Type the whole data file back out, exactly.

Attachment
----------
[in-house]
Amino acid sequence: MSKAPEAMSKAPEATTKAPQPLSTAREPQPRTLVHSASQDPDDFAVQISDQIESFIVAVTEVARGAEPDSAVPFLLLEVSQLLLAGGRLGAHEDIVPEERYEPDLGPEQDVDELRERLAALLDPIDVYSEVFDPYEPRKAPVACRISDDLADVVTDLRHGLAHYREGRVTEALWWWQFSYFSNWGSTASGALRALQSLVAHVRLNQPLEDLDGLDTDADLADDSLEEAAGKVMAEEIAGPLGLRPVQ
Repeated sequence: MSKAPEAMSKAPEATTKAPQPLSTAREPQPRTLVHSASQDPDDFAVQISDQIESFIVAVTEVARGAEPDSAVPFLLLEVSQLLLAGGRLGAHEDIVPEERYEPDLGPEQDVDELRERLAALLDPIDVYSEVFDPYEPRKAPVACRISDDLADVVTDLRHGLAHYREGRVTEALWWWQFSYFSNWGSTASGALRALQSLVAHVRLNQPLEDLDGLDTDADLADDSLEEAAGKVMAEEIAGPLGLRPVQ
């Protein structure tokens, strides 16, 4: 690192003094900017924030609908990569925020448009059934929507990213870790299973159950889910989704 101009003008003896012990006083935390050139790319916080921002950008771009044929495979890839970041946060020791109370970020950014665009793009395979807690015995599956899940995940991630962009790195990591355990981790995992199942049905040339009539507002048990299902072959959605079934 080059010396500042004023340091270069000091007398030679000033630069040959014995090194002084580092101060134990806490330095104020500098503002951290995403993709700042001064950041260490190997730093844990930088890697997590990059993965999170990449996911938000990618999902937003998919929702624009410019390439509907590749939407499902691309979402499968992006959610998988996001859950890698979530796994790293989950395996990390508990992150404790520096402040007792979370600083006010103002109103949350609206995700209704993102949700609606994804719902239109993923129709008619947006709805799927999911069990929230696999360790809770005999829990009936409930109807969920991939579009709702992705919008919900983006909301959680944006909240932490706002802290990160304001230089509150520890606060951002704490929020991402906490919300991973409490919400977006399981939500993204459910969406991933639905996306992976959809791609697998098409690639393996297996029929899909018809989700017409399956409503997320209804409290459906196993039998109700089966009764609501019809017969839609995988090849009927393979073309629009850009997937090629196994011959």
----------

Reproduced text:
[in-house]
Amino acid sequence: MSKAPEAMSKAPEATTKAPQPLSTAREPQPRTLVHSASQDPDDFAVQISDQIESFIVAVTEVARGAEPDSAVPFLLLEVSQLLLAGGRLGAHEDIVPEERYEPDLGPEQDVDELRERLAALLDPIDVYSEVFDPYEPRKAPVACRISDDLADVVTDLRHGLAHYREGRVTEALWWWQFSYFSNWGSTASGALRALQSLVAHVRLNQPLEDLDGLDTDADLADDSLEEAAGKVMAEEIAGPLGLRPVQ
Repeated sequence: MSKAPEAMSKAPEATTKAPQPLSTAREPQPRTLVHSASQDPDDFAVQISDQIESFIVAVTEVARGAEPDSAVPFLLLEVSQLLLAGGRLGAHEDIVPEERYEPDLGPEQDVDELRERLAALLDPIDVYSEVFDPYEPRKAPVACRISDDLADVVTDLRHGLAHYREGRVTEALWWWQFSYFSNWGSTASGALRALQSLVAHVRLNQPLEDLDGLDTDADLADDSLEEAAGKVMAEEIAGPLGLRPVQ
């Protein structure tokens, strides 16, 4: 690192003094900017924030609908990569925020448009059934929507990213870790299973159950889910989704 101009003008003896012990006083935390050139790319916080921002950008771009044929495979890839970041946060020791109370970020950014665009793009395979807690015995599956899940995940991630962009790195990591355990981790995992199942049905040339009539507002048990299902072959959605079934 080059010396500042004023340091270069000091007398030679000033630069040959014995090194002084580092101060134990806490330095104020500098503002951290995403993709700042001064950041260490190997730093844990930088890697997590990059993965999170990449996911938000990618999902937003998919929702624009410019390439509907590749939407499902691309979402499968992006959610998988996001859950890698979530796994790293989950395996990390508990992150404790520096402040007792979370600083006010103002109103949350609206995700209704993102949700609606994804719902239109993923129709008619947006709805799927999911069990929230696999360790809770005999829990009936409930109807969920991939579009709702992705919008919900983006909301959680944006909240932490706002802290990160304001230089509150520890606060951002704490929020991402906490919300991973409490919400977006399981939500993204459910969406991933639905996306992976959809791609697998098409690639393996297996029929899909018809989700017409399956409503997320209804409290459906196993039998109700089966009764609501019809017969839609995988090849009927393979073309629009850009997937090629196994011959």